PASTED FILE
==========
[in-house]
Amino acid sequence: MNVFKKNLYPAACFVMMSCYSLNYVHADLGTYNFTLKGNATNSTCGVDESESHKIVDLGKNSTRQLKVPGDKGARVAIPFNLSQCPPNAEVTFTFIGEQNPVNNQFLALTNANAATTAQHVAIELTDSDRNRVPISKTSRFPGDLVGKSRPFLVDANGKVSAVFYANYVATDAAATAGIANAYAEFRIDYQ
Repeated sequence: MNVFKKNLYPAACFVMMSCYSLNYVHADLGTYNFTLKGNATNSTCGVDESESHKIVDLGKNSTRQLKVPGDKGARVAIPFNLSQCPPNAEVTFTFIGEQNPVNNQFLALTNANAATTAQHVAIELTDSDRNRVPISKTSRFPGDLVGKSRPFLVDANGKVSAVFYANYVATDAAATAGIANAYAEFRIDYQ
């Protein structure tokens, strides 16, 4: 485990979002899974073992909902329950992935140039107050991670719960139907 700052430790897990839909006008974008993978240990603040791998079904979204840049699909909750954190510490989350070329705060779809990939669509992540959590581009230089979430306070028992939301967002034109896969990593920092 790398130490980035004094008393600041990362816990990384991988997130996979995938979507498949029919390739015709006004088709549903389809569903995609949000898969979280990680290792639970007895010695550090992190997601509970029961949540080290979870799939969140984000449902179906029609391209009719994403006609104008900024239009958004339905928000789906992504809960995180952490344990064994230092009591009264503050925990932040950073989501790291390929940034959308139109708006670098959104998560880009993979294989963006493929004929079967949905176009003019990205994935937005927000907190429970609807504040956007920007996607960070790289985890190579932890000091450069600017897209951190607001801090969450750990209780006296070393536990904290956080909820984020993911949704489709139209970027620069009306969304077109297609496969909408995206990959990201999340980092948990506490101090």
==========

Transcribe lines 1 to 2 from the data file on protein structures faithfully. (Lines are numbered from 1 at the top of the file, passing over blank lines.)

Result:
[in-house]
Amino acid sequence: MNVFKKNLYPAACFVMMSCYSLNYVHADLGTYNFTLKGNATNSTCGVDESESHKIVDLGKNSTRQLKVPGDKGARVAIPFNLSQCPPNAEVTFTFIGEQNPVNNQFLALTNANAATTAQHVAIELTDSDRNRVPISKTSRFPGDLVGKSRPFLVDANGKVSAVFYANYVATDAAATAGIANAYAEFRIDYQ